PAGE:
The Dancing Mustard Fields and Other Memories
Updated: Feb 26, 2019
By Aashi Srivastava, Winter 2014 Volunteer
Flipping through the pages of my memory, I can but recollect my cherished moments from Soda which had seemed at the outset to be another volunteering programme but added an incredible experience to my life.
We finally reached Soda after a 2 hour journey from Jaipur full of dusty roads and haranguing sandstorms. However, the never ending mustard fields visible from the window pane, the gleaming sun, the clear unpolluted sky, half-reaped furrows and gentle wind filled us with contentment as we entered the village. The bright sun bestowed coruscating sunshine at noon inviting the ‘Bindinis’ to work on the farms, only to be paralleled by the beauty of the sunset as it simmers down the chaos of the day.
I did not imagine during my time in Soda that little moments like Shalu’s naughtiness, Kailash ji’s dislike of eating maggie over her chapatis and Motiyar kaka’s warm gesture of letting me wear his Safa would leave me with uncountable memories worth cherishing for the rest of my life.
Our work comprised conducting a social audit on the pension schemes under the National Social Assistance Program in the village, which envelops those unable to earn a livelihood; the elderly, disabled and widowed. The surveys were unexpectedly eye-opening and staggering which made us ponder again and again.
The village is divided into 8 hamlets where we conducted surveys regarding the functionality of the scheme. We also held interactive sessions on governance & gender issues. Ramjipura was one of those hamlets, a 5 km walk away. The road framed by boundless dancing mustards without a living soul in sight offered us quite some interesting encounters.We were able to conduct governance session and surveys smoothly due to the perceptive audience. We were privileged to be a part of the grand celebration held on the occasion of birth of a girl child. This hamlet uplifted our hearts and minds.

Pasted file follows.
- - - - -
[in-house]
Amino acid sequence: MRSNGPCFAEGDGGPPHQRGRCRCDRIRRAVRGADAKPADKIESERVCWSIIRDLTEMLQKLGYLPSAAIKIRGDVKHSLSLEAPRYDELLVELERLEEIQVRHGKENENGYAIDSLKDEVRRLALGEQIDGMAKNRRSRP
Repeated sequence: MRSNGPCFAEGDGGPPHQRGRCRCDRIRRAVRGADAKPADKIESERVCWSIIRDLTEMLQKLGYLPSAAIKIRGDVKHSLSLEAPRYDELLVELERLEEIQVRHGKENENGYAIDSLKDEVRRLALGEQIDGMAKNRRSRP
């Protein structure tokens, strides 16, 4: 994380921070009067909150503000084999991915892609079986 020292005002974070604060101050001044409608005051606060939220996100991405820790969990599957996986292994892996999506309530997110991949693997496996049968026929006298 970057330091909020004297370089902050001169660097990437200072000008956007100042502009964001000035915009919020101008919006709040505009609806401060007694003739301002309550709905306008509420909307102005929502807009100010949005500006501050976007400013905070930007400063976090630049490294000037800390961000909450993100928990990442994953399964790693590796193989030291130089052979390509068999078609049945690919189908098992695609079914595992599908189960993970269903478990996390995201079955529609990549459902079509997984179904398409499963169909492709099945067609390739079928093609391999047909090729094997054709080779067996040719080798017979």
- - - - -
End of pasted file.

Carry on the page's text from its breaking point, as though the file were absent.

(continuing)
While we conducted hectic surveys and governance session on the core functions of the Panchayat so as to be authoritative investigators in the day, the evenings were full of the giggles of kids playing in turn reviving our old childhood memories. We were fortunate enough to meet those children; the amazing souls made cards for the innocent ones who had lost their lives in Peshawar. They filled their dreams’ colours in those 6 inches of paper, managing brilliantly, to convey the message of peace and harmony across the border.
In Soda, I felt like man has become a mere run-down machine who has no time to acknowledge nature’s beauty and peace. I firmly believe that women are the ones that can surprise you with their intellect and diligence. The women of the village could be found working hard under the scorching sunlight. They were truly surprising in this regard; aware of hygiene and health issues, they demanded schools for their daughters and broke the taboos of menses and chose family planning. Indeed, in the village, I was able to see how each woman is worthy of applaud.
The memory of long walks; admiring the scenic beauty, the peace of village life away from the noise of the capital still refreshens me. Waking up bright and early with the hope of exploring something new, and hitting the sheets with heavy eyes which were due to endless talks with new friends. One would never like to surrender those fond memories of the 10 days. Merely penning down the experiences of the winter project under Asmat, transported me back to the village where the day began with aroma of herbal tea reviving our senses and pumping in new hopes for the day. The dal bati churma, literally flavoured with utter love acted as a stress buster. The friendly folk with their interesting gossips, lingering on the streets of Jaipur, purchasing the products made by the SHGs, resting on the dewy grass recollecting all day’s work with a strong sense of satisfaction and happiness.
This was truly a learning experience where every moment was a celebration .